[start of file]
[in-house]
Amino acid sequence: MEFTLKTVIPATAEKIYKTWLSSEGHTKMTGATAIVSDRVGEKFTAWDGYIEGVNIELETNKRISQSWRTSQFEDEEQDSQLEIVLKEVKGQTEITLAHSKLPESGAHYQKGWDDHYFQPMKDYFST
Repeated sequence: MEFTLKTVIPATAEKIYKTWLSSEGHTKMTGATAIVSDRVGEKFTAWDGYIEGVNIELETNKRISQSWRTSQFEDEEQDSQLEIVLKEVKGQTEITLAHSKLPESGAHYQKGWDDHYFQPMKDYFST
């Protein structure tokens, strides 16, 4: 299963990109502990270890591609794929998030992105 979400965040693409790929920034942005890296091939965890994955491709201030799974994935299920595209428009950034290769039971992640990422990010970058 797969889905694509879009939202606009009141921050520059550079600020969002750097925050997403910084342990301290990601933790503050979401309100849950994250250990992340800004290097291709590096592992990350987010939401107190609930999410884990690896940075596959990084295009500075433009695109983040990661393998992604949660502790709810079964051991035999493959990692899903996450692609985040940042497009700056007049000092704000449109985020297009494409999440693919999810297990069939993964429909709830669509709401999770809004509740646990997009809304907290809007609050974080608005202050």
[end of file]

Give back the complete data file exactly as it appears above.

[in-house]
Amino acid sequence: MEFTLKTVIPATAEKIYKTWLSSEGHTKMTGATAIVSDRVGEKFTAWDGYIEGVNIELETNKRISQSWRTSQFEDEEQDSQLEIVLKEVKGQTEITLAHSKLPESGAHYQKGWDDHYFQPMKDYFST
Repeated sequence: MEFTLKTVIPATAEKIYKTWLSSEGHTKMTGATAIVSDRVGEKFTAWDGYIEGVNIELETNKRISQSWRTSQFEDEEQDSQLEIVLKEVKGQTEITLAHSKLPESGAHYQKGWDDHYFQPMKDYFST
């Protein structure tokens, strides 16, 4: 299963990109502990270890591609794929998030992105 979400965040693409790929920034942005890296091939965890994955491709201030799974994935299920595209428009950034290769039971992640990422990010970058 797969889905694509879009939202606009009141921050520059550079600020969002750097925050997403910084342990301290990601933790503050979401309100849950994250250990992340800004290097291709590096592992990350987010939401107190609930999410884990690896940075596959990084295009500075433009695109983040990661393998992604949660502790709810079964051991035999493959990692899903996450692609985040940042497009700056007049000092704000449109985020297009494409999440693919999810297990069939993964429909709830669509709401999770809004509740646990997009809304907290809007609050974080608005202050």